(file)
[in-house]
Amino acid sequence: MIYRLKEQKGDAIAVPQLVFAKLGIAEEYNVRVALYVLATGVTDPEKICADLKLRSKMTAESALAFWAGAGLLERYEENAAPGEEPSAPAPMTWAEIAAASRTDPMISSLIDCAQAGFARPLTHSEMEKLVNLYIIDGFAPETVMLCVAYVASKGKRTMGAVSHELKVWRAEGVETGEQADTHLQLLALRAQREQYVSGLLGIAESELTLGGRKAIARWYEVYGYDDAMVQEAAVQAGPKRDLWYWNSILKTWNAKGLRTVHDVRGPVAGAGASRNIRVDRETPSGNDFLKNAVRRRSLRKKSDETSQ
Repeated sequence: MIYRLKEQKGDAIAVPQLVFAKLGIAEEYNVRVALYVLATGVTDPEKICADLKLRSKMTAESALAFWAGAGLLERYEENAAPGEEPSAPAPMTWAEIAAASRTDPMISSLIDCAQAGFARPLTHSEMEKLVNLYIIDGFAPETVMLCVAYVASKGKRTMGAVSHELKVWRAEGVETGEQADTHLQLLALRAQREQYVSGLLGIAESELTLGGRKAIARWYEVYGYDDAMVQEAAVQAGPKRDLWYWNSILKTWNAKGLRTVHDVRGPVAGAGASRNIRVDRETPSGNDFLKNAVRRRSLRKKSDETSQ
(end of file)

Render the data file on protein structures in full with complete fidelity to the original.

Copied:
[in-house]
Amino acid sequence: MIYRLKEQKGDAIAVPQLVFAKLGIAEEYNVRVALYVLATGVTDPEKICADLKLRSKMTAESALAFWAGAGLLERYEENAAPGEEPSAPAPMTWAEIAAASRTDPMISSLIDCAQAGFARPLTHSEMEKLVNLYIIDGFAPETVMLCVAYVASKGKRTMGAVSHELKVWRAEGVETGEQADTHLQLLALRAQREQYVSGLLGIAESELTLGGRKAIARWYEVYGYDDAMVQEAAVQAGPKRDLWYWNSILKTWNAKGLRTVHDVRGPVAGAGASRNIRVDRETPSGNDFLKNAVRRRSLRKKSDETSQ
Repeated sequence: MIYRLKEQKGDAIAVPQLVFAKLGIAEEYNVRVALYVLATGVTDPEKICADLKLRSKMTAESALAFWAGAGLLERYEENAAPGEEPSAPAPMTWAEIAAASRTDPMISSLIDCAQAGFARPLTHSEMEKLVNLYIIDGFAPETVMLCVAYVASKGKRTMGAVSHELKVWRAEGVETGEQADTHLQLLALRAQREQYVSGLLGIAESELTLGGRKAIARWYEVYGYDDAMVQEAAVQAGPKRDLWYWNSILKTWNAKGLRTVHDVRGPVAGAGASRNIRVDRETPSGNDFLKNAVRRRSLRKKSDETSQ